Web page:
© Reuters. FILE PHOTO: Men work at a construction site of apartment buildings in Beijing, China, July 15, 2022. REUTERS/Thomas Peter
BEIJING (Reuters) – New-home sales in 16 Chinese cities rose at a slower pace last week, held back by falling transactions in the biggest cities and by surging COVID-19 cases, despite government support policies and the easing of pandemic curbs.
Measured by floor area, sales for Dec. 11-17 in 16 selected Chinese cities had been 1.4% greater than in the previous seven days, China Index Academy, one of the country’s biggest independent real estate research firms, said on Monday. For Dec. 4-10, weekly growth was 4.9%.
Chinese authorities in recent weeks have stepped up financing support for developers, providing some relief from a crackdown on excessive leverage in mid-2020 that pushed cash-strapped developers to default on debt obligations and halt construction. Some homebuyers responded by boycotting mortgage payments.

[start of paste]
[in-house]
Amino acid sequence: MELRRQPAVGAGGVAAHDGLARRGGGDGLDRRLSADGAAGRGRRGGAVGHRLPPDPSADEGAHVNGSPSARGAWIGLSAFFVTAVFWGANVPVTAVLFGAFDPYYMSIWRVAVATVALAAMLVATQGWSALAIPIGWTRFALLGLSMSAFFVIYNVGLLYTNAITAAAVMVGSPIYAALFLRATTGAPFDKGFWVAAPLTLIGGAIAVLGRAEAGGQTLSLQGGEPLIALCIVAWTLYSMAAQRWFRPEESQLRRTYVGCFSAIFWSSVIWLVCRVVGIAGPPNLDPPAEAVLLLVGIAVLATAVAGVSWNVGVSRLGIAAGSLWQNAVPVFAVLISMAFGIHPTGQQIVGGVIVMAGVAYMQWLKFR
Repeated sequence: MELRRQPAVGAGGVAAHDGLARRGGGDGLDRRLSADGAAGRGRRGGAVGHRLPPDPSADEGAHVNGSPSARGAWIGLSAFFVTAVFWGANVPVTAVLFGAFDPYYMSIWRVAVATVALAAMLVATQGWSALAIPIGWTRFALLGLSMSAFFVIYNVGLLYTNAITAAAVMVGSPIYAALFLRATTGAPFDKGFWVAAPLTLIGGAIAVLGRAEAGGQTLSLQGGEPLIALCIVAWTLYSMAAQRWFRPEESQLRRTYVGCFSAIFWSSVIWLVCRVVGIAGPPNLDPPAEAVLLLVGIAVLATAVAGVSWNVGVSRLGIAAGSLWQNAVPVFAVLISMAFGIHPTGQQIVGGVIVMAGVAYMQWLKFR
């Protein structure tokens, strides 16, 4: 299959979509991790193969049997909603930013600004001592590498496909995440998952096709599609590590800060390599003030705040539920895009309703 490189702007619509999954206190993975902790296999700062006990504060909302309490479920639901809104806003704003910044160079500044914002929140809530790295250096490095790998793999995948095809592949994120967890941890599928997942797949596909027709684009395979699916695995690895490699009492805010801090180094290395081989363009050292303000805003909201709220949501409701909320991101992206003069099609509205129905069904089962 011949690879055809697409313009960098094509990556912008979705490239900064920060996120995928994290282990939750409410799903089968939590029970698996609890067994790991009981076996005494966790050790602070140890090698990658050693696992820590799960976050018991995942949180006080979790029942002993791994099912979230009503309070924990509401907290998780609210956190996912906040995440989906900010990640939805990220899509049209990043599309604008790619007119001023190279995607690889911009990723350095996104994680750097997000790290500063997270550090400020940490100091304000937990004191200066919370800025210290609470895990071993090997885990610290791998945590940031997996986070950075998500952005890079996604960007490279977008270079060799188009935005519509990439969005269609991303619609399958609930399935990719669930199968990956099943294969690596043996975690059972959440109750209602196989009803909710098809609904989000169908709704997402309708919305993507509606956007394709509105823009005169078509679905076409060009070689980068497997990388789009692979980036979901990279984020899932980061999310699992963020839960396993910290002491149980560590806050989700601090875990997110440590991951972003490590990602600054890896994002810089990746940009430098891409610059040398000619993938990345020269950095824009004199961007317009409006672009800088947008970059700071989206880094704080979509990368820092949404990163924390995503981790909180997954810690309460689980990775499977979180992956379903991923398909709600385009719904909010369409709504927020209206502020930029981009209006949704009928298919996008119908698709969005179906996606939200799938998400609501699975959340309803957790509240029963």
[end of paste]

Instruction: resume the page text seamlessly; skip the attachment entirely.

The industry’s sentiment has recovered slightly in response to stimulus measures, but rising COVID-19 cases following the abrupt relaxation of many pandemic control measures on December 7 has dented the recovery pace.
Streets in major Chinese cities were eerily quiet on Sunday as people stayed home to protect themselves from a surge in cases that has hit urban centres from north to south.
Home sales in tier-one cities, including Beijing and Shanghai, fell 13.6% last week from a week earlier. Sales in Beijing slumped 29.4% week-on-week and in Shanghai by 29.0%.
At an agenda-setting meeting that ended on Friday, policymakers said they would boost property and consumption. Many measures with similar objectives have already been implemented earlier this year.